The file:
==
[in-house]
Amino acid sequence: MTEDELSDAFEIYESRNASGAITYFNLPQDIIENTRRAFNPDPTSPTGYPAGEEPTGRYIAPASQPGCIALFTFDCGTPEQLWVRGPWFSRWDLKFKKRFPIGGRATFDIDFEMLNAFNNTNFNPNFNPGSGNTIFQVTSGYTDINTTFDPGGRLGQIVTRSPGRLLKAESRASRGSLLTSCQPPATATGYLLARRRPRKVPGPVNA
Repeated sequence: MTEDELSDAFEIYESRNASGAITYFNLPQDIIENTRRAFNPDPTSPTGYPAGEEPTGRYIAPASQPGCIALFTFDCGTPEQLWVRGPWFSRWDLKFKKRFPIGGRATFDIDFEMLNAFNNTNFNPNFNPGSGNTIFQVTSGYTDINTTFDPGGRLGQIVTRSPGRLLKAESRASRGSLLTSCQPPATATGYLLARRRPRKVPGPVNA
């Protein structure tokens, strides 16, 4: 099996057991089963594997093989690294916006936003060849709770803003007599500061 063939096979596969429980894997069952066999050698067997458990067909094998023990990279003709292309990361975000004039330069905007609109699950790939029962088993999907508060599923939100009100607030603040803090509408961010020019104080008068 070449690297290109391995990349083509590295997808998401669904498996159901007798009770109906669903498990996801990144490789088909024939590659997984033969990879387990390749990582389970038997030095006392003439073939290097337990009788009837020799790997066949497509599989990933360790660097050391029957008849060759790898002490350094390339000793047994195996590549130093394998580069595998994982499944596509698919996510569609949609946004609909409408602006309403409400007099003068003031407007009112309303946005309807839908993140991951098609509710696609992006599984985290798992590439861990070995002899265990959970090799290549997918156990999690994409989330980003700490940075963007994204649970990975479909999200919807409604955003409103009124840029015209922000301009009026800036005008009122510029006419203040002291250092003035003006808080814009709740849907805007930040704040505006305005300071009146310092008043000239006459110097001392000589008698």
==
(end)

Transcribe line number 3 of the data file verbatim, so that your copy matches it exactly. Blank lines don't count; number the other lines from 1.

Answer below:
Repeated sequence: MTEDELSDAFEIYESRNASGAITYFNLPQDIIENTRRAFNPDPTSPTGYPAGEEPTGRYIAPASQPGCIALFTFDCGTPEQLWVRGPWFSRWDLKFKKRFPIGGRATFDIDFEMLNAFNNTNFNPNFNPGSGNTIFQVTSGYTDINTTFDPGGRLGQIVTRSPGRLLKAESRASRGSLLTSCQPPATATGYLLARRRPRKVPGPVNA